The Consolidated PBY Catalina was by far the most successful flying boat of the Second World War, and played a major part in the both the war in the Pacific and the Battle of the Atlantic, serving in large numbers with the US Navy and RAF Coastal Command.
The PBY (PB for patrol bomber, Y for Consolidated) was the third flying boat that Consolidated had developed for the US Navy. The first, the XPY-1 on 1928 had been built to a design produced by the Naval Aircraft Factory, and would be the US Navy’s first monoplane flying boat. Despite successfully building the prototype, Consolidated failed to win the production contract, and the small number of aircraft were produced were built as the Glenn Martin P3M.
Consolidated had more luck with their P2Y. This was a more advanced version of the XPY, and like the earlier aircraft is very obviously an ancestor of the Catalina. The P2Y made its first flight on 26 March 1932. By then the Navy had ordered the first of an eventual total of 47 P2Ys, and the aircraft became the standard Navy patrol aircraft for most of the 1930s.
Work on what would become the Catalina began in 1932, after the Navy issued a specification for a flying boat with a range of 3,000 miles and a cruising speed of 100 mph. Douglas and Consolidated both produced prototypes – the XP3D-1 and XP3Y-1 respectively. Both of these aircraft met the Navy’s requirements, but the Douglas machine cost $110,000 each, the Consolidated machine only $90,000, and so Consolidated won the production contract.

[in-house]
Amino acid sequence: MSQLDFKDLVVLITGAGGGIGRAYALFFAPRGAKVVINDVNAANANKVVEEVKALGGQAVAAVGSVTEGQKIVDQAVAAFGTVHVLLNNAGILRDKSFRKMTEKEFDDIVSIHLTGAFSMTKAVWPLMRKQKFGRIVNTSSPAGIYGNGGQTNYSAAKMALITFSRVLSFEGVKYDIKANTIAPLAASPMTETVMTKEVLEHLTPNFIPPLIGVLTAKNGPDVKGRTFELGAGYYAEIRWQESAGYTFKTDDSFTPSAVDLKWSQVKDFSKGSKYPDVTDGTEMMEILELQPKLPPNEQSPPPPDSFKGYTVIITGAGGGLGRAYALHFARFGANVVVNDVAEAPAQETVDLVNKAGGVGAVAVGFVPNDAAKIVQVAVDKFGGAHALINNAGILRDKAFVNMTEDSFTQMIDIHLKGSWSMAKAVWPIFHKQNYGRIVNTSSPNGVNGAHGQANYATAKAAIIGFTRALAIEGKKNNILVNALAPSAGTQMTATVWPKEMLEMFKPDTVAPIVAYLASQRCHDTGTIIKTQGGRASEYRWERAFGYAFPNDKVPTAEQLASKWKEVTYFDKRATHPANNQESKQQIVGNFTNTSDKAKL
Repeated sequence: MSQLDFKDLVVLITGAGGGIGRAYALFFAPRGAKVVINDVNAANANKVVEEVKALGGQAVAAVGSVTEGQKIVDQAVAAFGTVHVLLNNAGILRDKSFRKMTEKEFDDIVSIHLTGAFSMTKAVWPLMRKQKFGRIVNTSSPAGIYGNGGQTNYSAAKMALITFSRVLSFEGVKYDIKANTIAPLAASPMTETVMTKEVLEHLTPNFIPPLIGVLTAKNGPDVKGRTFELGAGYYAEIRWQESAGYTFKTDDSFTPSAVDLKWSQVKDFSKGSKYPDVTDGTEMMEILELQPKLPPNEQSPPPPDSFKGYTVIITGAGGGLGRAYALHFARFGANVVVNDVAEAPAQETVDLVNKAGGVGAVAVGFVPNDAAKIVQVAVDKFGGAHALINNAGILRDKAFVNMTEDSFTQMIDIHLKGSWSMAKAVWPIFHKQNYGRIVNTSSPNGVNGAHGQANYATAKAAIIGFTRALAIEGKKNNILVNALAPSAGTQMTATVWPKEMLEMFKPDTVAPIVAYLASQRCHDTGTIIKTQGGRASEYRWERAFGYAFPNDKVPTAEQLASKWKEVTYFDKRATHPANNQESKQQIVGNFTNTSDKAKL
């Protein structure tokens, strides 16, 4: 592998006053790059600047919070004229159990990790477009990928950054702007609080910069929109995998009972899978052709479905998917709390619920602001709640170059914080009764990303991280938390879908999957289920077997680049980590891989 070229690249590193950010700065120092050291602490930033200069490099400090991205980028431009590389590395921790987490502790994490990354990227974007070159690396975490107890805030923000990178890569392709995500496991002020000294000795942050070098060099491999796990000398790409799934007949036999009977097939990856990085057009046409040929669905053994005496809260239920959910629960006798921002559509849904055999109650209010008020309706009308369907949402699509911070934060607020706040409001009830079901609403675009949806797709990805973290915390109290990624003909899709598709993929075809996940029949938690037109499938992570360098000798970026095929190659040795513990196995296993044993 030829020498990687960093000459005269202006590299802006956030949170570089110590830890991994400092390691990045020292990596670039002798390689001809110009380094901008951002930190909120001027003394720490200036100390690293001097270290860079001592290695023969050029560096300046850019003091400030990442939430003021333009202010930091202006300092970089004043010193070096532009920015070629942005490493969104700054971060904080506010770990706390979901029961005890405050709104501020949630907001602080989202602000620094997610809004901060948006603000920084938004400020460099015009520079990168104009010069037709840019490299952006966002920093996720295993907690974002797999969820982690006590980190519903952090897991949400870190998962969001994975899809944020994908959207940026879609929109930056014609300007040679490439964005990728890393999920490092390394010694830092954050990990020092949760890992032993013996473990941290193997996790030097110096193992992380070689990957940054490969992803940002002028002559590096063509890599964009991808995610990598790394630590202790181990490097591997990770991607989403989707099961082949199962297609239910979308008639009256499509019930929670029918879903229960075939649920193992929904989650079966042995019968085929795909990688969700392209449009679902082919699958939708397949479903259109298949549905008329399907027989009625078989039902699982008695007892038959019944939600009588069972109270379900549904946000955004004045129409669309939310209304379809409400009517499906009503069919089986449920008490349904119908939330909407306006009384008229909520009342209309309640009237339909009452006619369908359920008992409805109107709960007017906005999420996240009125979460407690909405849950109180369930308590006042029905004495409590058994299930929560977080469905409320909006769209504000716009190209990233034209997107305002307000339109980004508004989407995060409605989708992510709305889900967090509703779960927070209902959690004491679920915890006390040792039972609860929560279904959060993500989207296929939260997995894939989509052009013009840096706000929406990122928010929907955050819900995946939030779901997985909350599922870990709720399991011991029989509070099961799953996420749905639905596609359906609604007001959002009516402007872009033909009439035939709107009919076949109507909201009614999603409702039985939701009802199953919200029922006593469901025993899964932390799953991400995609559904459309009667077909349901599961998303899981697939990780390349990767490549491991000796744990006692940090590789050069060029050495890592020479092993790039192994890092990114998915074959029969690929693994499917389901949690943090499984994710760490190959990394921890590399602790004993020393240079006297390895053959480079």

The XP3Y-1 made its first flight on 28 March 1935. It was powered by a pair of 825hp Pratt & Whitney R-1830-54 Twin Wasp radial engines, armed with four machine guns, and could carry up to 2,000lb of bombs. Early tests revealed that the aircraft had the potential to operate as a Patrol Bomber, and so in October 1935 it was returned to Consolidated for modification as the XPBY-1. Amongst the changes made was the installation of more powerful R-1830-64 engines, and a change to the shape of the vertical tail surfaces. The aircraft made its first flight as the XPBY-1 on 19 May 1936.
This was almost a year after Consolidated had received their first order for the PBY. On 29 June 1935 the US Navy placed an order for sixty Consolidated PBY-1 flying boats. Over 3,000 more aircraft would follow before production ended in 1945.
The US Navy would not adopt the name Catalina until 1 October 1941. The aircraft had first gained that name in 1939, when it was first examined by the RAF. The name was taken from Catalina Island, a holiday island off the coast of California (close to Los Angeles).
The Catalina and its variants would be produced by six factories owned by four different manufactures. Most were produced by Consolidated themselves, at San Diego, New Orleans and Buffalo. The PBN-1 Nomad was designed and produced by the Naval Aircraft Factory.
The remaining two factories were both in Canada. Boeing of Canada produced the aircraft at Vancouver as the PB2B and the Canso A (the standard Canadian designation for the aircraft), while Canadian Vickers produced it at Montreal as the OA-10A (for the USAAF) and as the Canso A. Both companies produced a similar number of aircraft – Boeing of Canada produced 362, starting on 12 May 1943, while Vickers produced 379, starting on 3 April 1943.
The PBY Catalina was a particularly elegant looking aircraft, with a simple streamlined appearance. This is largely due to the design of the cantilevered parasol wing. On the P2Y this had been connected to the fuselage by a complex system of struts, which also supported two stabiliser floats, while the engines were placed between the wing and the fuselage.